Don’t Be An A-hole




  • by Steve Bernstein May 27, 2016
    May 27, 2016

    I’m coining a new term. Avg-holes. It’s pronounced Average-holes. I use the abbreviation, for obvious reasons. It’s the same connotation as the other A-Hole word; only this one applies to people who put the weight of their business’s plan on customer averages.


    I recently read an article about the ratings system on movie review websites. You know, the ones that assign a letter grade or percentage grade to movies. Funny, how the same problems that apply to this system apply to diagnosing (rating) B2B customer relationships.


    Let’s review this system (pun intended). Each review is classified by either positive or negative (IE Fresh or Rotten). So, for example, if the site collects 350 reviews, and 90 of them fall into the positive category then 90 is 26% of 350, so 26% becomes the movie’s score.


    What they don’t tell you, however, is that it’s a flawed system. Allow yours truly to explain. The whole sham is set up so votes fall into either good or bad buckets. It’s slightly more telling than a coin flip. It treats a reviewer who thought the movie was okay but had some problems the same way it treats a reviewer that thought the movie sucked.


    Yet other sites are even worse. IMDB and others allow reviewers to rate a movie on a 1 to 10 scale, and then the site averages all scores into a average rating, e.g. 8.1 out of 10. So while Rotten Tomatoes at least tells me the percentage of people that loved a movie, IMDB’s approach tells me that 50% of people rated a moved above 8.1, and 50% rated it lower. How much lower? Who knows, and scores could vary wildly. [Sidebar: readers of this blog know I’ve ranted about this before…


    50-cartoon


    No different from the way most companies are looking at their business relationships. Most businesses look at the relationships as black or white (or red or green). There is no grey (or yellow). Which is really dumb, because we all know in business (as in life) there are very few absolutes.


    We also know that if you have two people that your company works with, and one is happy and the other is not happy, you can’t exactly average them together to create a “neutral” person. The reality is you have 2 people, one happy and one not, that each require a different treatment strategy.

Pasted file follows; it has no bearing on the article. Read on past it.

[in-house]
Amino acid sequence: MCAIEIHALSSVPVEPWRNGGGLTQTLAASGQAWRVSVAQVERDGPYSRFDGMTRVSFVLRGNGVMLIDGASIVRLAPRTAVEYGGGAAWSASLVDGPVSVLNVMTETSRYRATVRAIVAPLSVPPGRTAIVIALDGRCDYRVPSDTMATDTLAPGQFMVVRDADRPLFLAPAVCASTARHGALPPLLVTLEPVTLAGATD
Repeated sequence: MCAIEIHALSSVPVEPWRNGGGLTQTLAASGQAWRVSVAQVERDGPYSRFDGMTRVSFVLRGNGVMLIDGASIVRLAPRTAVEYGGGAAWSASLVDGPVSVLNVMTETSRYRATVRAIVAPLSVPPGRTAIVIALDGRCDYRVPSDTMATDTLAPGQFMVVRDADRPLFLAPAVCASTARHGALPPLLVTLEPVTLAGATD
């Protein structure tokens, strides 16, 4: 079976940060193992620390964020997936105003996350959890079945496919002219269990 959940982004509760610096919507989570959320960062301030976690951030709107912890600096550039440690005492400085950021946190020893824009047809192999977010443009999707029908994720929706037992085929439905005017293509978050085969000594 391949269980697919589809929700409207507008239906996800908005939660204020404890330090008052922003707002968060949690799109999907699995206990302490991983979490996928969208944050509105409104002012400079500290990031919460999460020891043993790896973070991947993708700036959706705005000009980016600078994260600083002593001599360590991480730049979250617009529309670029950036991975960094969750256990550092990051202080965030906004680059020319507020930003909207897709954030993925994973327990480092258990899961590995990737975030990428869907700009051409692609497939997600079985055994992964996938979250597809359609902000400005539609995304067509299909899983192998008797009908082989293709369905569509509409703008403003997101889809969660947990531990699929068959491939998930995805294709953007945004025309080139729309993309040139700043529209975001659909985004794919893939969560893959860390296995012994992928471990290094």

It drives me up a wall when I hear a CEO say something like: “We hold 8.1 customer satisfaction average. We are trying to elevate it to an 8.2.” What the heck does that really mean? You’ve got a number that I just explained is totally bogus and you what to move it up to another, totally bogus number. Hey, I’ve got an idea; let’s use a bogus system to accomplish this. Unfortunately, this is exactly what most of the solutions out there are… bogus.FlawOfAverages


    I see internal feedback stats like “43% of our customers are considered promoters.” News flash, that means 57% are not promoters. The question is to what degrees are they not satisfied? And why? What about non-responders? How are they affecting the big number? Did you crank up your crystal ball to estimate how they would have responded? You’d better figured some way of placing a value to these customers. Think about it; people who do respond are responding for a reason. They are madly in love with your company, they hate you or they have nothing better to do with their lives then fill out surveys. And trust me, you have plenty of customers that don’t fall into these categories.


    So how do we get a more reliable temperature of your customer satisfaction? For starters, you need to consider the overall customer relationship with your company. A 360˚ assessment of customer health. If someone has a crumby experience on a support call, does that mean they are dissatisfied with everything about the company? I doubt it.


    From there, you need to know what percentage of your customers are “with you” or not “with you”. And In B2B a “customer” is also a nebulous construct because you’ll have multiple people inside the account that generally contribute to purchase decisions in different ways. You could easily see 5 to 10 people (or more in a large, complex relationship) that all have different expectations, experiences, and requirements.


    So it’s not too wise to label a customer “happy” if you only hear from one end user. Instead start with an approach similar to Rotten Tomatoes and extend to indicate the percentage of people that fall within your desired performance threshold. Although you’d love 9’s and 10’s, for a certain target market, perhaps it’s OK if someone rates a certain touchpoint as a 7 out of 10.


    So ask yourself: “What percentage of your customers (accounts) have 100% of contacts rating the company within our desired level of performance?” In plain speak, what percentage of your customers have assigned a rating of at least 7 out of 10 for all interactions with your organization? If the number isn’t 100% of customers, then I suggest some outreach to improve relationships and stop or prevent the spread of negative word-of-mouth. That stuff will kill you.


    Once you eliminate the guesswork on customer relationships, and start treating customers like people and not A-Holes, the real fun begins, because now you can target the right people with the right strategies. More on that next time.

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